“It’s pretty clear in my mind that a majority of Nebraskans…favor keeping the death penalty,” McCoy said. “I think it’s tragic and unfortunate that a number of my colleagues today decided to go against the will of those Nebraskans.”
The override’s single-vote margin follows a recent trend of razor-thin votes on the death penalty: New Hampshire, the last state in New England with the death penalty, almost abolished it last year, but the bill failed by a single vote. Earlier this year, Montana’s legislature deadlocked on a bill that would have banned the death penalty there.
More than a third of the states without the death penalty have banned it since 2007. And while 31 states and the federal government still have the death penalty, in reality only a small handful of states actually carry out executions. Last year, seven states carried out executions, about a third the number of states that executed inmates 15 years earlier, while the number of death sentences and executions have also dropped.
“What we’re seeing is a continuation of the trend in the United States in which states, one by one, abolish the use of the death penalty,” Robert Dunham, executive director of the Death Penalty Information Center, said Wednesday. “And one by one, it comes into disuse.”
Dunham said that Nebraska’s decision offers a “road map that other states may follow.”
Some states have also halted the practice without formally abolishing it. Washington state announced a moratorium last year, while Pennsylvania’s governor suspended the death penalty there in February. Oregon’s new governor said this year she will keep that state’s moratorium in place.
Other states dealing with legal challenges or an ongoing shortage of lethal injection drugs have imposed their own delays, creating de facto moratoriums in some places. After Ohio adopted a new lethal injection policy this year, it pushed back its executions scheduled through January 2016. As a result, Ohio — among the most active modern death-penalty states — will go at least two years without any executions.
Georgia suspended executions after an issue with a drug it was going to use and has not announced plans to resume lethal injections. Tennessee canceled its scheduled executions through early next year to let a court consider challenges from inmates. And three states have called off executions until the U.S. Supreme Court announces its decision in a lethal injection case.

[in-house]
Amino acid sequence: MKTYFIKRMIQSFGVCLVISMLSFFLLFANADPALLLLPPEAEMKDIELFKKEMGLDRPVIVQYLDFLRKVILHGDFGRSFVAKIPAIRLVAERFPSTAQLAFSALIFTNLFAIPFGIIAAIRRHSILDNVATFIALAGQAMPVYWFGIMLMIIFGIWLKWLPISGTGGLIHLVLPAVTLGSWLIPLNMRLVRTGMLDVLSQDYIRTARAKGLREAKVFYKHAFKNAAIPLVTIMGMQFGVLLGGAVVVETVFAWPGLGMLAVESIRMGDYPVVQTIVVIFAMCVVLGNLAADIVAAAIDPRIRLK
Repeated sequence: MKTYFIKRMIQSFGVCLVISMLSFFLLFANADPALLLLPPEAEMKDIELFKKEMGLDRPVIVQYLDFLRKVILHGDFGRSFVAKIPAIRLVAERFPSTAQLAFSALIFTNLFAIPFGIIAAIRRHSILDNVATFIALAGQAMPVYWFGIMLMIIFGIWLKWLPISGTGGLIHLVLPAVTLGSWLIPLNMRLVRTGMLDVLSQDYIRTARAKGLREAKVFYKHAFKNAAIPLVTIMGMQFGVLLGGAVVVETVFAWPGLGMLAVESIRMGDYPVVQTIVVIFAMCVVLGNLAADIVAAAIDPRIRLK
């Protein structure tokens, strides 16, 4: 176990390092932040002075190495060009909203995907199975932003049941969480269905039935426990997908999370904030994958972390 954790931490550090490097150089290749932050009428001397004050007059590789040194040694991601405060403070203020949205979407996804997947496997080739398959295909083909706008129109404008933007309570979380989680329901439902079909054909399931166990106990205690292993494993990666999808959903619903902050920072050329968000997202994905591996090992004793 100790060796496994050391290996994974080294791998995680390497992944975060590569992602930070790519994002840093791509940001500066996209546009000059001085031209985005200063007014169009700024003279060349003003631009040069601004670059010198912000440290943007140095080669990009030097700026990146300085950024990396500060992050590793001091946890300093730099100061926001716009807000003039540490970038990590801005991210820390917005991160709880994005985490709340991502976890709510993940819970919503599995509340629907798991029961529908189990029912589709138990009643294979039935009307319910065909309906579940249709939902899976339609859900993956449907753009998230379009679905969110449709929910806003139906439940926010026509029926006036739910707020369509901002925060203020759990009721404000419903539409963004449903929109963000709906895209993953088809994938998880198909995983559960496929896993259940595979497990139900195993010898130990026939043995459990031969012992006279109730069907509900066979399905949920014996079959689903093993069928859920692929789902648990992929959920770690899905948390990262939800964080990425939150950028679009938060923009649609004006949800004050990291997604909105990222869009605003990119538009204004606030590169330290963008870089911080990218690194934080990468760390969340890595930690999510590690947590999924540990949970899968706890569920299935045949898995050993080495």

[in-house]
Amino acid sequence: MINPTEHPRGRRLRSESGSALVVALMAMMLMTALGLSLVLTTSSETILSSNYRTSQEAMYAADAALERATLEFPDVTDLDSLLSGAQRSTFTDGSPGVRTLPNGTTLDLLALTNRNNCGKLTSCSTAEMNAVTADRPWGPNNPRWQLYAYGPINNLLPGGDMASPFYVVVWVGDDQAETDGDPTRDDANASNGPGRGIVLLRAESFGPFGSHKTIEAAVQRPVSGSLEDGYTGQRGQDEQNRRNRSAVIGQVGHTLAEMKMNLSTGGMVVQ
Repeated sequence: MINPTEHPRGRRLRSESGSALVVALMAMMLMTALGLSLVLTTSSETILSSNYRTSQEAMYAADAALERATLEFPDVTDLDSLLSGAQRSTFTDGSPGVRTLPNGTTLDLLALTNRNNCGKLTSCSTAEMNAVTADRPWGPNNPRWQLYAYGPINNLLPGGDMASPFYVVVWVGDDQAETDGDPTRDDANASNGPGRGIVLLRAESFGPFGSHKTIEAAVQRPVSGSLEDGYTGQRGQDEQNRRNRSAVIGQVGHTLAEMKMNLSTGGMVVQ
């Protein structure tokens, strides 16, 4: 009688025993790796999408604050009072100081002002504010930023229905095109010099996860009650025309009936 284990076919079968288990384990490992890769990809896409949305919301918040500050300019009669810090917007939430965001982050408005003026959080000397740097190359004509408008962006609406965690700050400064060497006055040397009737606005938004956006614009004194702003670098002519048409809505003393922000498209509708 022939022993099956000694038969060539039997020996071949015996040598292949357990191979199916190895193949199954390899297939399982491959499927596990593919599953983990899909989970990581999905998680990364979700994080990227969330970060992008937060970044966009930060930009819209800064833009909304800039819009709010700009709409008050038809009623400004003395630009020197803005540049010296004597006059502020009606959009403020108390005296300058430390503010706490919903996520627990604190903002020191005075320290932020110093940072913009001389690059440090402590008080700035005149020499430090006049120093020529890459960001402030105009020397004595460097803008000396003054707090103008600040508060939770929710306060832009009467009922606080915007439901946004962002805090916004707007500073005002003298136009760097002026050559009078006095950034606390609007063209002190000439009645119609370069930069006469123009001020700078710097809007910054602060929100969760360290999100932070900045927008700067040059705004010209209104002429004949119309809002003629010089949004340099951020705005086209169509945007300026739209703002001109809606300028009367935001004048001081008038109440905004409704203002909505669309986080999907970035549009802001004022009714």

The federal government, meanwhile, has the death penalty, but it has a moratorium in place while it reviews its death penalty policy. The government also has no lethal injection drugs, which are much harder to get these days. And more than a quarter of a century after the federal death penalty statute was reinstated, the government has carried out three executions, the last in 2003.
Lethal injection remains the primary method of execution in the United States, but as the drug shortage has persisted, some states have scrambled to figure out how to keep carrying out executions. Three states hoping to preserve capital punishment have changed their laws over the past year: Tennessee made the electric chair its backup method, Utah did the same thing for firing squads and Oklahoma said that nitrogen gas would be its second option.
Even as other states have struggled to obtain lethal injection drugs, Ricketts said before the death-penalty repeal bill passed the legislature that the state purchased the drugs needed to carry out an execution. The state corrections department has one drug already, and the other two drugs will arrive “in the near future,” according to Ricketts’s office.
This post has been updated.